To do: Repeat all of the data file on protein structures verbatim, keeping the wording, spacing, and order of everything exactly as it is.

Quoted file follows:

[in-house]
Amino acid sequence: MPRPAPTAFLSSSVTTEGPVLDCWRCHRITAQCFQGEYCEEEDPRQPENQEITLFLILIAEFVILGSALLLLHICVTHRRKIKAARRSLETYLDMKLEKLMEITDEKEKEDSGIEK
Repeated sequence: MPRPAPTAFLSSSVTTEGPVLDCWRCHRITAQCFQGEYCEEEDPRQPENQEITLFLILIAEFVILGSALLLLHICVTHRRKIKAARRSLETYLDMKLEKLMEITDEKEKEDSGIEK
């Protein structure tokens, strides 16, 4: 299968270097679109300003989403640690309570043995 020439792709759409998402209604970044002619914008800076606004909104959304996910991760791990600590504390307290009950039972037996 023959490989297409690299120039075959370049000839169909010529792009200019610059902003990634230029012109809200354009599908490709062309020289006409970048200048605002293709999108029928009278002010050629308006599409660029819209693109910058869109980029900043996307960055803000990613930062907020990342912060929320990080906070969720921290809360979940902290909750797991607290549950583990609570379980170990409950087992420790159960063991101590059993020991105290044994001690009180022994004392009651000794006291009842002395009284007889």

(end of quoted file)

[in-house]
Amino acid sequence: MPRPAPTAFLSSSVTTEGPVLDCWRCHRITAQCFQGEYCEEEDPRQPENQEITLFLILIAEFVILGSALLLLHICVTHRRKIKAARRSLETYLDMKLEKLMEITDEKEKEDSGIEK
Repeated sequence: MPRPAPTAFLSSSVTTEGPVLDCWRCHRITAQCFQGEYCEEEDPRQPENQEITLFLILIAEFVILGSALLLLHICVTHRRKIKAARRSLETYLDMKLEKLMEITDEKEKEDSGIEK
């Protein structure tokens, strides 16, 4: 299968270097679109300003989403640690309570043995 020439792709759409998402209604970044002619914008800076606004909104959304996910991760791990600590504390307290009950039972037996 023959490989297409690299120039075959370049000839169909010529792009200019610059902003990634230029012109809200354009599908490709062309020289006409970048200048605002293709999108029928009278002010050629308006599409660029819209693109910058869109980029900043996307960055803000990613930062907020990342912060929320990080906070969720921290809360979940902290909750797991607290549950583990609570379980170990409950087992420790159960063991101590059993020991105290044994001690009180022994004392009651000794006291009842002395009284007889």